Every year, an old woman shuffles past the booth.
The gem show bustles to varying degrees at different times of day, so she is just one of the anonymous horde: asking questions, listening to answers, moving on. But because she is an old woman, she moves on slowly, and with difficulty.
Infirmity in every step, she stops, and then she poses a question. My colleague repeats it to me: do we have any covellite?
Covellite, for the non minerally-inclined, is a copper sulfide mineral: the chemical composition essentially consists of one copper atom for every one sulfur atom. Crystal structure is determined by the angles of ionic bonds: in this case, covellite crystallises on the dihexagonal dipyramidal system. But I'm getting ahead of myself.
We don't have any covellite. It's at that moment that I see the list in the woman's hand. It's covered in spidery handwriting, and I can clearly read the name "covellite". Above it, underlined, is another word. The word is "cancer". In her other hand, there is the inevitable book describing the mystical powers of "crystals". You get to be able to recognize them, if you read enough mineral books. I don't recall which one, maybe it was The Book of Stones. Maybe it was some other one. It hardly matters.
I want to tell this woman that she needs to see a doctor. That if she's seen one, she needs to see another. Or to consider palliative care. Or to do anything, but to stop following the path that she's on right now, and to look for real answers or real relief.
But I don't. It's too personal. It's too far beyond the limits of propriety. And I am not, in any way shape or form, a medical professional. So I put on my best, most solicitous manner, the kind that I use for dealing gently with people. I apologise, and she goes on her way.
And now the seething with rage begins.
Let me explain why.
I've lived around minerals all of my life. My grandfather was a collector, who travelled all around the country, often buying from miners who would set up stands at the side of dusty roads that week-ends. My father was a collector - my childhood home still has a basement full of minerals from all over the planet. And I collect as well. I've studied mineralogy, and read about minerals and the science surrounding them for twenty-five years, give or take.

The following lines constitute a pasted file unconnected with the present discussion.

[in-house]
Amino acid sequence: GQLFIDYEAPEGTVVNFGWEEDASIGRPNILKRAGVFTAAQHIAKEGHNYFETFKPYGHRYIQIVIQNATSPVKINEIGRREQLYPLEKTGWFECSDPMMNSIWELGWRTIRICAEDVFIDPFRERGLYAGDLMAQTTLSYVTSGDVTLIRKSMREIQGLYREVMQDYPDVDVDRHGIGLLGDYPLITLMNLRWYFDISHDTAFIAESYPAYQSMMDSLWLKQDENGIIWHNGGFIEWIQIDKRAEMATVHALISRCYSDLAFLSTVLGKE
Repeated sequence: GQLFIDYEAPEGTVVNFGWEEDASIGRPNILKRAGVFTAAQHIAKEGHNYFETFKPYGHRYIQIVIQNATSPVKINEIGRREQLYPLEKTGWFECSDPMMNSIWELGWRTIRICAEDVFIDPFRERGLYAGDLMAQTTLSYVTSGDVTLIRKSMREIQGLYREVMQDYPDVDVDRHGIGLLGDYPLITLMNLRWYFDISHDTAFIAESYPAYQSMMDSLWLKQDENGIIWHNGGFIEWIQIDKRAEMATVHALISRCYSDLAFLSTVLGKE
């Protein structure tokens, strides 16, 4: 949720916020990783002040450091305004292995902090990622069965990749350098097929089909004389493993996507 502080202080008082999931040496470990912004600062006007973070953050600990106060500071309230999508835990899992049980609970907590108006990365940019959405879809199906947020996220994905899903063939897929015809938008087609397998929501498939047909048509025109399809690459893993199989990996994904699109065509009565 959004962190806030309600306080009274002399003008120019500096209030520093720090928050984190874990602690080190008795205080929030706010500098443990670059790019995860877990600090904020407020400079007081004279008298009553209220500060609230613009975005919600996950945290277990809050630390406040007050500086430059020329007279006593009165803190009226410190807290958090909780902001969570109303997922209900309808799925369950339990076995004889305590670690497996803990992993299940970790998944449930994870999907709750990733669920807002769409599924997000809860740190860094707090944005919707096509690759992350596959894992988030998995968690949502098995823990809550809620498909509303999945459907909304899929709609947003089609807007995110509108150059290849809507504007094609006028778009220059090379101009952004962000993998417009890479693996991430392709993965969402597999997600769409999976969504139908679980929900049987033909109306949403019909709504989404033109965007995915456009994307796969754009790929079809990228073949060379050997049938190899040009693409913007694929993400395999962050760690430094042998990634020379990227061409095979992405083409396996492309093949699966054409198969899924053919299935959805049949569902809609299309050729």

Crystal healing types like to make claims about minerals. Claims like "clinochlore minerals have extensive healing properties", or "covellite connects strongly with physical reality and earth energies and at the same time carries much of the higher spectrum of vibrations from the etheric plane and beyond".
Bullshit. Bullshit, bullshit, bullshit.
For all of those minerals being all over my childhood home, it never seemed to make any medical difference, oddly enough. They didn't stave off cancer, heart disease, hypertension, pneumonia, influenza, broken bones, chicken pox or even premature baldness in my family. They also failed contribute in any material way to the amelioration of those conditions. Nor have I ever once heard, read of, or spoken to a proper collector or mineralogist who went from a complex scientific discussion of his subject to add “oh, and they cured my diabetes, which was a boon.” No, when you don't get ill, or when you get better if you fall ill, that's the province of medicine. Real medicine. The kinds that works, if anything will.
There is reality, and there is the world of ghosts. There is knowledge, a candle in the darkness, and then there are the remains of things left over from the millennia when human beings didn't have answers to questions like "what is that made of", or "where did we come from", or "why does that make a spark", so early humans tried to invent stories and gods and monsters and mystical objects in an attempt to make sense of the world. It was only with the invention of science, though, that the world really did make sense.
I don't know why it is that, consciously, some people choose to live in a world of phantoms. Maybe school was too hard. Maybe their made up knowledge makes more sense to them, or it's comfortable, like a ratty old cardigan on a cold autumn night. Maybe they've never been exposed to any real answers. Pick a reason, it doesn't really matter. They are now the prey.
Somewhere among those people are cynical, opportunistic vermin whose sole interest is in making a quick buck. To do that, they write knowing articles, make ridiculous claims, encourage people to wave their hands over minerals and pretend to feel some “energy”, suggest outlandish and expensive purchases and practises, and then vanish under the guise of "I wasn't really prescribing medicine, so the laws surrounding licensing and malpractise don't apply".
This, too, is bullshit.
Because as far as I can tell, they know that they're talking out of their fundaments. They are cynically and deliberately taking the money from people, promising health benefits, and delivering – well, delivering a pretty crystal and a headful of nonsense , and not much else. And at worst, they kill. They take the last shiny copper coin from these unfortunately people, and then leave them to die.
And honestly, I don't just find that unethical, deceptive, or morally offensive, although it is those things. It is more. It is wrong, and it is evil.
Medicine doesn't always work. At times, palliative care is all that remains. When cancer strikes down a big, strong man in the span of three, or maybe six months, then that is a tragedy, and one which we cannot yet solve. But that does not mean that it is time to send in the crystal wavers. That means it's time to redouble our focus on education, research, and scientific innovation: the only things that actually work.